GSA, OPM nominees pledge to build public trust through open data programs. A Senate committee Wednesday scrutinized the people nominated to lead two agencies responsible for major technology projects. (NextGov)

Workforce/Diversity

The latest way companies are luring top female talent: Breast milk shipping. After returning to work following the birth of her twins, Kate Torgersen was on a business trip in San Diego in spring 2014. It wasn't the most important trip professionally, but personally, she recalled, proving that she could seamlessly transition back to the workplace was a big deal. (Washington Post)

Meritocracy 'Myth' Can Hold Companies Back, Experts Say. The ideal of a meritocracy may be holding back technology firms in their push to increase minority hiring, according to experts who work with tech companies on diversity. (Wall Street Journal)

Why Amazon's new headquarters won't guarantee economic boon. Cities across the country are falling over themselves to score the winning ticket in the biggest local lottery ticket - Amazon's second North American Headquarters. Today's the deadline for them to submit proposals. But luring Amazon's promised 50,000 jobs comes with costs that may outweigh the benefits for some cities. (Axios)

Internet of Things

Here's a closer look at Apple's secret self-driving car. A new video of what would appear to be one of Apple's "Project Titan" self-driving cars was posted to Twitter last night, and it looks much different than it did the last time we saw it. (The Verge)
Energy

Apple and GE team up on software to track power plants, machinery. Apple Inc and General Electric Co say they are working together to make it easier to write software that can track power plants and jet engines on Apple's iPhones and iPads. (Reuters)

Tech Business
IBM shares head for biggest gain in eight years. Shares in International Business Machines Inc (IBM.N) surged 9 percent on Wednesday after it beat expectations on revenue and gave an outlook that hinted one of the world's first big computing names was back on a growth track after six years in retreat. (Reuters)

Young Children Are Spending Much More Time In Front Of Small Screens. It's not your imagination: Tiny tots are spending dramatically more time with tiny screens. (NPR)

Changes in Store for Foreign Companies' Tax Treatment in U.S. Foreign companies operating in the U.S. could face major changes in their tax bills under an overhaul being planned by Republicans. Those could include new surtaxes or limits on how much the companies can deduct on certain expenses such as rent, royalties and interest on debt. (Wall Street Journal)

ITI Member News

'A Major Distraction': Is A Megadeal Like Amazon's HQ2 Always Worth It?. On a wall in Greg LeRoy's office is a frame with a custom-engraved wrench and a photo of workers in front of the Diamond Tool and Horseshoe factory in Duluth, Minn. It's from his days helping unions fight plant closings - when he first started digging into the convoluted financial relationship of corporations and local governments. (NPR)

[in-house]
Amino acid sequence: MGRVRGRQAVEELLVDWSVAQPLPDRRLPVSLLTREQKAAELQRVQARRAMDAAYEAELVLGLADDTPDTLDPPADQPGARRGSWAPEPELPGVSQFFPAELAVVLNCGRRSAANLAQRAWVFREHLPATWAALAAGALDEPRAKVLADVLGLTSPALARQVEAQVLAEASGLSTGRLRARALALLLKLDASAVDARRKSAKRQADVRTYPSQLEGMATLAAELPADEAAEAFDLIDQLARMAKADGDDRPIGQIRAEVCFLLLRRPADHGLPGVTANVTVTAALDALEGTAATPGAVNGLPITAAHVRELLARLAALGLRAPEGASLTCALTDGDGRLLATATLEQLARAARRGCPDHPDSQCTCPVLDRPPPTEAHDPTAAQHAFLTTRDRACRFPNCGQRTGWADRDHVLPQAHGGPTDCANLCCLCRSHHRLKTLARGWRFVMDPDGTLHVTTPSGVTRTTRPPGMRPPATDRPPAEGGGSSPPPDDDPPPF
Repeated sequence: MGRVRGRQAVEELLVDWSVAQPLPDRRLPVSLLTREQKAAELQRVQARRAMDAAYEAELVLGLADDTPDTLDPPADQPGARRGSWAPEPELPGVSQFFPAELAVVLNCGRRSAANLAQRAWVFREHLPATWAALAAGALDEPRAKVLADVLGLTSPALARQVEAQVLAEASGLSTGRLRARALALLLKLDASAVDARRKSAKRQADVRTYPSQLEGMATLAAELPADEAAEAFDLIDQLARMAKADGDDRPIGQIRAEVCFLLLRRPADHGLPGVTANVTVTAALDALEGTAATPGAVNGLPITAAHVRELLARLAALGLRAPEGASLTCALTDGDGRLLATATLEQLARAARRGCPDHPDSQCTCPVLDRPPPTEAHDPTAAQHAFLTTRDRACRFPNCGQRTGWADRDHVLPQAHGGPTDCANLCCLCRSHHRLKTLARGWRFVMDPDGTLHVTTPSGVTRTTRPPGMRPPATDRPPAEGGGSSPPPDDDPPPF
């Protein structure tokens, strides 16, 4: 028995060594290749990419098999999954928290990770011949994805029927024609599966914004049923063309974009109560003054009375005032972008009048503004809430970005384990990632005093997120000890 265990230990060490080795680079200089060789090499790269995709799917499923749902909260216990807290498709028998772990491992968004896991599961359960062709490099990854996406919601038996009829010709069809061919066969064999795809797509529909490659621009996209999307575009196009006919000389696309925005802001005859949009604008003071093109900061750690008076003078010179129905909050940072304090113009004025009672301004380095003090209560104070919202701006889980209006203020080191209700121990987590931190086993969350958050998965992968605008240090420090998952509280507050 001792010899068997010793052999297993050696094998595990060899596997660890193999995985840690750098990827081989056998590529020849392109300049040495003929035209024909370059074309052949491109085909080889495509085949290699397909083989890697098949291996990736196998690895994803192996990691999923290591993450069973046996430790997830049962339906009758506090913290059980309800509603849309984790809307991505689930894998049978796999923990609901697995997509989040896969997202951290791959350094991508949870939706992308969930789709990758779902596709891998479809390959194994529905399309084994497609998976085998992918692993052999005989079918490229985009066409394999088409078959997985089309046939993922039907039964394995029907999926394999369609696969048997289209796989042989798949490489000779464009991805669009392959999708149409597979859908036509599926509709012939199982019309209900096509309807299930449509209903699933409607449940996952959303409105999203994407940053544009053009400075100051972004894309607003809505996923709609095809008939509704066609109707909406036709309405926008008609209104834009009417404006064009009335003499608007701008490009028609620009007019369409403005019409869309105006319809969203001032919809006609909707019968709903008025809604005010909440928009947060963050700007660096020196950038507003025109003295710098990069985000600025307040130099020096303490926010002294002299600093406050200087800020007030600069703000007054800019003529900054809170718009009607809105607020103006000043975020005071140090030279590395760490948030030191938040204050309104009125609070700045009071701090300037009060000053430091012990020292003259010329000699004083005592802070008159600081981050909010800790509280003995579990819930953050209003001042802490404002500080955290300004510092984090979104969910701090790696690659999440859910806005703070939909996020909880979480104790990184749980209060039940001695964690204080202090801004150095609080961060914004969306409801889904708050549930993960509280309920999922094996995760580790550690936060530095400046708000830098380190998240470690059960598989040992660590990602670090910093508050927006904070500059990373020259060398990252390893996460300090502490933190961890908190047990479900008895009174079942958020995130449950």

Google's Founders Wanted to Shape a City. Toronto Is Their Chance. Google's founders have long fantasized about what would happen if the company could shape the real world as much as it has life on the internet. (New York Times)
In Amazon Bid, New York Brags About, Well, Everything. The Empire State Building, 4 Times Square, 1 World Trade Center and other New York City skyscrapers were bathed in orange light on Wednesday night. Halloween had not come early. The color was a nod to the arrow in the logo of the giant retailer Amazon, designed to mark the moment New York City delivered its bid for the company's second headquarters. (New York Times)
Southern California cities to submit bids for Amazon's new headquarters site. Since Amazon rolled out the reality-show-like competition for its second headquarters last month, communities have come up with a multitude of creative ways to generate buzz for their bids. (New York Times)
BuzzFeed CEO: Google, Facebook Should Share More Revenue. BuzzFeed's Jonah Peretti said he expects Facebook to work on creating more ways for media companies to earn revenue on its platform. (Wall Street Journal)
Native American tribe sues Amazon and Microsoft over patents. The St. Regis Mohawk Tribe has filed patent lawsuits against Amazon and Microsoft, using patents it acquired from a company called SRC Labs, according to reports in Reuters and CNBC. (Ars Technica)
This Is What Really Happens When Amazon Comes to Your Town. Thursday is the deadline for cities bidding to host "HQ2," as Amazon calls its planned second headquarters, and the competition has been intense. More than a hundred would-be hosts have assembled generous packages with everything from multibillion-dollar tax breaks to free utilities to an offer to build Amazon its own city (also named Amazon) in the hope of enticing the online retail giant and up to 50,000 of its handsomely paid employees. (Politico)
Samsung Is Under Scrutiny Again as South Korean Police Raid Offices. Barely two months after its crown prince was sent to prison on corruption charges, the family that controls Samsung's vast business empire is again facing allegations of white-collar crime. (New York Times)
This is what really happens when Amazon comes to your town. Thursday is the deadline for cities bidding to host "HQ2," as Amazon calls its planned second headquarters, and the competition has been intense. (Politico)

Today on the Hill

The House is not in session today.

The Senate will convene at 9:30 AM and resume consideration of H.Con.Res.71, establishing the congressional budget for the United States Government for fiscal year 2018 and setting forth the appropriate budgetary levels for fiscal years 2019 through 2027.